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NEH Challenge Grant Will Help Create $1 Million Electronic Text Center Endowment

Dec. 7, 1999 -- The National Endowment for the Humanities (NEH) has awarded a $200,000 challenge grant to the University of Virginia Library for its innovative Electronic Text Center. With this grant, matched four-to-one by private fundraising over a four-year period, the library will create a $1 million endowment that will be used to expand what has become one of the most respected online cultural and research sites.

A portion of the NEH funds will go immediately to train and support graduate students, as well as to keep computer hardware and software up to date, and to provide quick-response digitizing support. Once the endowment is fully funded, it will provide tens of thousands of dollars every year for the Etext Center's primary goals: to build and maintain an Internet-accessible collection of texts and images in the humanities, and to nurture a user community adept at the creation of these materials.

According to University Librarian Karin Wittenborg, "This grant comes at the perfect time as we are working to build on our already substantial accomplishments in the digital world to create the Library of Tomorrow here at Virginia. A little known fact about the Etext Center is that it started in 1992 as one English graduate student (now Director David Seaman) at a desk with a personal computer, and it is now a model for libraries worldwide."

The Etext Center provides access to over 45,000 electronic texts online and hosts a myriad of websites created by faculty for creative teaching and learning. The site provides access to texts in English and 13 other languages, including innovative sites in Japanese and Chinese literature, as well as specialized teaching archives on subjects ranging from Mark Twain to Samuel Taylor Coleridge to the Salem Witch trials. The Etext web server receives over 80,000 individual accesses per day, making it a prime cultural outreach vehicle of the University.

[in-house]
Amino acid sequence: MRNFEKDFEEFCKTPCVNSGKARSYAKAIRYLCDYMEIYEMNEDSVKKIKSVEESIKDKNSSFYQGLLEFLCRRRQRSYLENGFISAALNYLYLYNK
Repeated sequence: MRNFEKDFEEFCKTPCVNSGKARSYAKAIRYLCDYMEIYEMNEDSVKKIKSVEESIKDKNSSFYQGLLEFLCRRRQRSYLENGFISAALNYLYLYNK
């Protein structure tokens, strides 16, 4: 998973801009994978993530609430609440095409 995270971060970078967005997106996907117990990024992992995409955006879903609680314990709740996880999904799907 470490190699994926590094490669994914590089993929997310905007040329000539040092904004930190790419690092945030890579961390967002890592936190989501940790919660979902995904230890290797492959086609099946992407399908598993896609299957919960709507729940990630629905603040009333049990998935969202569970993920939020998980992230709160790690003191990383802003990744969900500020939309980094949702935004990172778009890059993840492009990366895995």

The center was the brainchild of Deputy University Librarian Kendon Stubbs, who early on saw the need for libraries to take advantage of emerging computer technologies. Throughout its history, the center has been a leader in setting standards for the coding and delivery of texts in order to guarantee universal accessibility. It has also garnered substantial funding for individual projects, including two major grants over six years from the Andrew W. Mellon Foundation to create an archive of images and texts from rare first editions of early American fiction.

"We pride ourselves on our local service," said Etext Center Director David Seaman, "and have an international presence in our areas of expertise. The endowment we build with the NEH challenge grant and our private donors will allow us to continue to thrive and support massive public use as well as an increasingly demanding local audience."

"Several friends of the library have already contributed nearly $100,000 in cash and pledges that can be counted toward the NEH challenge," said Hoke Perkins, director of development for electronic services. " In the coming years, we hope to use the challenge not only to build the endowment, but also to spread the word about the wonders of the new digital world here at the University of Virginia Library."

For more information about the Electronic Text Center at the University of Virginia Library, visit its web site at: or contact Director David Seaman at (804) 924-3230.

Contact: Melissa Norris, (804) 924-4254

FOR ADDITIONAL INFORMATION: please contact the Office of University Relations at (804) 924-7116. Television reporters should contact the TV News Office at (804) 924-7550.
SOURCE: U.Va. News Services


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